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It’s time to embrace nanny state

Written By: - Date published: 1:45 pm, January 19th, 2018 - 22 comments
Categories: accountability, Economy, journalism, labour, national, Politics, same old national, spin - Tags: , , ,

Rather than apologise, it’s time the Left and the new government embraced “nanny state” as a positive, just as the gay community claimed the previously pejorative term “queer”

Nanny state has been a powerful, effective term permitting initiatives to reduce behaviour that is harmful to individuals and costly to the state, to be unthinkingly dismissed as intrusive.

The phrase instantly conjures an image of an over-protective nanny that does not allow the child (individual) to do what it wants.

It epitomises the difference between the Left, which wants to promote initiatives for the greater good and the Right, which wants people to take individual responsibility.

In reality, nanny state has produced so many policies, from fish quota to vaccination through to taxes on tobacco and alcohol, that have reduced injuries, illnesses and deaths by countless numbers. Such initiatives have saved billions upon billions of dollars.

Nanny state lies behind the welfare state – providing universal access to pensions, unemployment, invalid and sickness benefits, and state housing to those individuals that couldn’t or wouldn’t adequately provide for themselves.

Initiated by the Labour Government in response to the catastrophic failure of capitalism and the free market during the 1930s Great Depression, the idea that the state assumes responsibility for the protection and promotion of the social security of its citizens has been accepted by all successive New Zealand governments, albeit with varying degrees of enthusiasm.

Related to the development of the welfare state, led mostly, but entirely by the Left, has been the development of regulation – rules and standards to control the excesses of capitalism and to promote health and safety in such areas as buildings, hospitals and consumer products.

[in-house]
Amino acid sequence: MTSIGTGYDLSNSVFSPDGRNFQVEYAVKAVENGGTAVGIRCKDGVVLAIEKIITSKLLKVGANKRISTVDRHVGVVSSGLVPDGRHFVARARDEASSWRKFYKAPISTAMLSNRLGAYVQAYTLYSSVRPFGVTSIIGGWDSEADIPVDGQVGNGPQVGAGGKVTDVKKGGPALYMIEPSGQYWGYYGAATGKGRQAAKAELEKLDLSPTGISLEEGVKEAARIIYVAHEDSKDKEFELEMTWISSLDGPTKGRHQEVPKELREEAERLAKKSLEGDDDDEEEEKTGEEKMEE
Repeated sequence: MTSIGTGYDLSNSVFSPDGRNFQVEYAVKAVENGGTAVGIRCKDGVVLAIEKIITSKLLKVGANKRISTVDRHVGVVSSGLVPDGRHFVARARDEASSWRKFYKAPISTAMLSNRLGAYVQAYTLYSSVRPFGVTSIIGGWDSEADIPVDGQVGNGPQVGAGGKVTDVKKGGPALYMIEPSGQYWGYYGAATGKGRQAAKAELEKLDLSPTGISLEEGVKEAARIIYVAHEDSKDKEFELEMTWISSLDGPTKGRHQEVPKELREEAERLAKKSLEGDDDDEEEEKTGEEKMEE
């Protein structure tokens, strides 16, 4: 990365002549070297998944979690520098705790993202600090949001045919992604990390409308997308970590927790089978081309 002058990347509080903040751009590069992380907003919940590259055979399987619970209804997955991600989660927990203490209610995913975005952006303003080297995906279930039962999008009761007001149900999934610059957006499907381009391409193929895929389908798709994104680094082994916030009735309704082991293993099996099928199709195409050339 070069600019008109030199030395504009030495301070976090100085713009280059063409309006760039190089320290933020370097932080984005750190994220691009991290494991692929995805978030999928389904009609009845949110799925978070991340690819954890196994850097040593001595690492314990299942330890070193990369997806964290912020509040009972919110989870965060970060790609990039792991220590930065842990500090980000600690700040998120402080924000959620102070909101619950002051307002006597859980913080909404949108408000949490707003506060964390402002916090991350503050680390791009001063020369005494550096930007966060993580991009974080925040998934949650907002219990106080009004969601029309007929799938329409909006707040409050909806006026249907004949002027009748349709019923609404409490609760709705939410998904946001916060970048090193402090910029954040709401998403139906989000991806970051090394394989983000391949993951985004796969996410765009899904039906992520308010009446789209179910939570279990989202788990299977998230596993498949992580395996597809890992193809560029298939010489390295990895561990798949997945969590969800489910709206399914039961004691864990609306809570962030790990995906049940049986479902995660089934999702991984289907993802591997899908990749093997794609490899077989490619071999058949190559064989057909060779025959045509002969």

The New Right and Monetarists, ironically led in this country by former Labour Party Finance Minister Sir Roger Douglas, have since the 1980s argued the welfare state has over-reached, deterring self-reliance.
They have, with various degrees of success, wound back the welfare state and regulation. The development of effective, shorthand terms, such as “nanny state”, have been vital in winning over public attitudes to tar many sensible measures to improve life, as intrusive.

Helen Clark’s government was derided for proposals to limit the size of shower heads or banning incandescent light bulbs (something most other Western nations have done leaving New Zealand now out of touch).
Ironically, dozens of initiatives by the Key-English National government of the previous nine years were also deemed “nanny state”.

In an article headlined, “the return of Nanny State”, the NZ Herald in 2013 noted National

…has passed or proposed regulations which limit the way Kiwis can drive, shop, drink, smoke, fish or hunt.

National in government was unable to avoid promoting perfectly sensible measures such as banning cellphone use while driving. Political commentator Dr Bryce Edwards said such measures were even more damaging for conservative governments because they preached the importance of personal responsibility.

National campaigned hard using that term Nanny State, so it is incredibly ironic to see so many policy innovations that might also be in that category.

Labour even attacked then Social Development Minister Paula Bennett, for reaching too far into poorer families’ lives by forcing beneficiaries to enrol their children in early childhood education or risk losing their benefit – effectively removing their choice on educating their kids.

Mrs Bennett responded:

I have no desire to go into people’s homes and tell them what to do, but I do have an interest in our children getting the best possible start in life.

Her argument was perfectly valid and is similarly applicable for almost all nanny state measures.

While the Key-English government was relatively busy with “nanny state” measures, like earlier conservative governments, its main bent was in the opposite direction – deregulation.

But far from saving money, many of these measures, and those from similarly-inclined previous governments, cost the country tens of billions of dollars, to say nothing of dozens of lives.

The leaky homes fiasco cost the country by various estimates between $11 billion and $22 billion – not counting considerable health costs and untold mental anguish.

Pike River, the Rena sinking, the kiwifruit PVA disease, varroa mite infestation, the finance companies collapse all had their genesis in deregulation. The so-called party of good economic management has cost the country even more than the Christchurch earthquake by doing away with “nanny state” regulations that imposed reasonable control on many behaviours.